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Is Physical Activity Required?

Discussion in 'Parents of Children with Type 1' started by wesphily, Mar 29, 2015.

  1. wesphily

    wesphily New Member

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    House Dynamic: My fiancée and I own a house. Her mother and 3 other daughters moved in with us. The 11 year old has type 1 diabetes. The other two daughters are 5 and 13.

    What can happen if the 11 year old refuses to participate in physical activity? Does exercise reduce her dependency on all the shots? Will it increase the life of her organs? Will something bad happen if she doesn't exercise or do physical activity?

    Her mom insists that she must do physical things so I've been supportive of that. However, if that is not the case then I'd like to know. My goal is to slowly prepare her (over many years) for when she is on her own and needs to be mindful of things like exercise.
     
  2. Beach bum

    Beach bum Approved members

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    Physical activity is important for everyone diabetes or no diabetes. The only bad thing that will happen if she doesn't exercise is that she will be woefully out of shape and not able to keep up with her peers and it will lead to a lifetime of inactivity. Sedentary lifestyle leeds to obesity, heart disease and even cancer. Excercise will not reduce the need for insulin. She needs insulin to live because her pancreas doesn't make it anymore. Exercise will definitely impact blood sugars, possibly reducing the amount she needs on a particular day, but not all the time.

    Just don't MAKE the kid exercise to keep her insulin needs down. HAVE her exercise to promote a healthy lifestyle. Encourage her to do it with all of you (meaning everyone in the house) is important to plant the seed that exercise can be fun and good for you. Making her do it because of diabetes is a recipe for disaster.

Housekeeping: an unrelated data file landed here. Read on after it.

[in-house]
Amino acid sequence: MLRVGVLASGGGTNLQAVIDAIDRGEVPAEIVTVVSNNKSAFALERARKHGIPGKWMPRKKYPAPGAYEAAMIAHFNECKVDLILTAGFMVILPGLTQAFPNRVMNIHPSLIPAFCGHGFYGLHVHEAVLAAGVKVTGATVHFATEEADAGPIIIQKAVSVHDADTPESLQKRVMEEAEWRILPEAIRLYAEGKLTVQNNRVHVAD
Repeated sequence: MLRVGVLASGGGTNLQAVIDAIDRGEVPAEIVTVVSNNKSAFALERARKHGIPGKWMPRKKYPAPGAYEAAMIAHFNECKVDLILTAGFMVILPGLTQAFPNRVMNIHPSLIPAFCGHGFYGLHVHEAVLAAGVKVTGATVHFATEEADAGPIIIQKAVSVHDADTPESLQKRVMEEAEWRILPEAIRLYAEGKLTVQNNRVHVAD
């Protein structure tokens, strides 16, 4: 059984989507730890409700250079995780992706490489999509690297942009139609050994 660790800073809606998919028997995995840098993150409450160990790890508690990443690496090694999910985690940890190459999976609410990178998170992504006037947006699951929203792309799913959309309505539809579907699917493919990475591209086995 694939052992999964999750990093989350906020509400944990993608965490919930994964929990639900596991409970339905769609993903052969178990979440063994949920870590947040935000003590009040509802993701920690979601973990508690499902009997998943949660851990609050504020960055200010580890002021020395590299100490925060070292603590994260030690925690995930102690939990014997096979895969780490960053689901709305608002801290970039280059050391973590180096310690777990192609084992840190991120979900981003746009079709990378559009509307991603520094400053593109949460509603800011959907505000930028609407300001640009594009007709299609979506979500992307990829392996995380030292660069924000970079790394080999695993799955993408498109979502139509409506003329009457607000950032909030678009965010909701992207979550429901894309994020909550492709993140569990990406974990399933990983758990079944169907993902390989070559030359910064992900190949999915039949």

3. Mish

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    Step 1) Learn about type 1 diabetes. Your fiancee's daughter will always need insulin. Always.
    Step 2) Listen to your fiancee about the best way to care for her child.
    Step 3) Start at step 1 and repeat.
     
  4. Lisa - Aidan's mom

    Lisa - Aidan's mom Approved members

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    My 12 year old non-D son isn't sports; he's thin and eats healthy. He will happily go on a walk around the neighbor or bike ride with me though. The activity doesn't have to be super intense, any kind of movement is good for anyone.
    Different activities effect my DS with diabetes; basketball and soccer drops him low but the adrenaline rush from being at bat for baseball raises his numbers crazy high.
    Good luck, hope you can encourage her to get involved with something.
     
  5. Beach bum

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    To add, excercise doesn't have to be intense, nor does it need to be a sport. My kids don't play sports, they dance. They also ride bikes, hike, go for walks around the neighborhood with me. The biggest thing is to get out and get moving in a way that will interest them. As I said before, exercise for kids isn't meant to be unpleasant, it's meant to be fun.
     
  6. wilf

    wilf Approved members

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    Exercise is good but not essential for people with Type 1 D.

    That having been said, children will generally be healthier if they are getting regular exercise - and this is especially true for Type 1 children.
     
  7. Christopher

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    To the OP, if your fiancée is insisting that her daughter do physical things solely because she has Type 1 diabetes, then I would not agree that she knows the best way to care for that child. Your fiancée may need some education on how to manage Type 1 diabetes. Maybe her daughter was recently diagnosed and your fiancée is still learning. I don't know. What I do know is that simply having Type 1 diabetes does not mean you HAVE to exercise. As others have said, exercise is good for everyone, diabetes or not.

    It sounds like you have your hands (and house) full with your new family. Good Luck!!
     
  8. nebby3